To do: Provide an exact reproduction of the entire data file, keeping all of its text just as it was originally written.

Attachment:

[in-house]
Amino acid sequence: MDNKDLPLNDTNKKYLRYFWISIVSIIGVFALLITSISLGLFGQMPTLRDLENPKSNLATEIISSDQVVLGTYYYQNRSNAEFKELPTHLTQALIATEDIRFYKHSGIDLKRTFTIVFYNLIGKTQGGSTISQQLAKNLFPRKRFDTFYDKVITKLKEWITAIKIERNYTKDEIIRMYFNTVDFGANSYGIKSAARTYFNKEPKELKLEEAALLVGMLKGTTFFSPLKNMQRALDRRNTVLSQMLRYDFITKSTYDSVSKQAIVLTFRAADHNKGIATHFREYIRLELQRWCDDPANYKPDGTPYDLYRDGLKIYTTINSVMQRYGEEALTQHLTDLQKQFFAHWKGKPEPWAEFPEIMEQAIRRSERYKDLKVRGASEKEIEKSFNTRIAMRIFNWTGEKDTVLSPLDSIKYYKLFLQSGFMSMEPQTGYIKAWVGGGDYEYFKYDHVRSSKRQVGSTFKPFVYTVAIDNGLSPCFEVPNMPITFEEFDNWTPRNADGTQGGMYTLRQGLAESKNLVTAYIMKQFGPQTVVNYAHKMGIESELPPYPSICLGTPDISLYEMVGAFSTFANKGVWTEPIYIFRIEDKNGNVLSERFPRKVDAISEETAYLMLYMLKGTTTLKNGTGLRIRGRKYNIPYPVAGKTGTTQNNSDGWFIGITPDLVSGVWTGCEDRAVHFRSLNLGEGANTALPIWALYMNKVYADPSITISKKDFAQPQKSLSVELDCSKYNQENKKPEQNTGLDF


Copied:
[in-house]
Amino acid sequence: MDNKDLPLNDTNKKYLRYFWISIVSIIGVFALLITSISLGLFGQMPTLRDLENPKSNLATEIISSDQVVLGTYYYQNRSNAEFKELPTHLTQALIATEDIRFYKHSGIDLKRTFTIVFYNLIGKTQGGSTISQQLAKNLFPRKRFDTFYDKVITKLKEWITAIKIERNYTKDEIIRMYFNTVDFGANSYGIKSAARTYFNKEPKELKLEEAALLVGMLKGTTFFSPLKNMQRALDRRNTVLSQMLRYDFITKSTYDSVSKQAIVLTFRAADHNKGIATHFREYIRLELQRWCDDPANYKPDGTPYDLYRDGLKIYTTINSVMQRYGEEALTQHLTDLQKQFFAHWKGKPEPWAEFPEIMEQAIRRSERYKDLKVRGASEKEIEKSFNTRIAMRIFNWTGEKDTVLSPLDSIKYYKLFLQSGFMSMEPQTGYIKAWVGGGDYEYFKYDHVRSSKRQVGSTFKPFVYTVAIDNGLSPCFEVPNMPITFEEFDNWTPRNADGTQGGMYTLRQGLAESKNLVTAYIMKQFGPQTVVNYAHKMGIESELPPYPSICLGTPDISLYEMVGAFSTFANKGVWTEPIYIFRIEDKNGNVLSERFPRKVDAISEETAYLMLYMLKGTTTLKNGTGLRIRGRKYNIPYPVAGKTGTTQNNSDGWFIGITPDLVSGVWTGCEDRAVHFRSLNLGEGANTALPIWALYMNKVYADPSITISKKDFAQPQKSLSVELDCSKYNQENKKPEQNTGLDF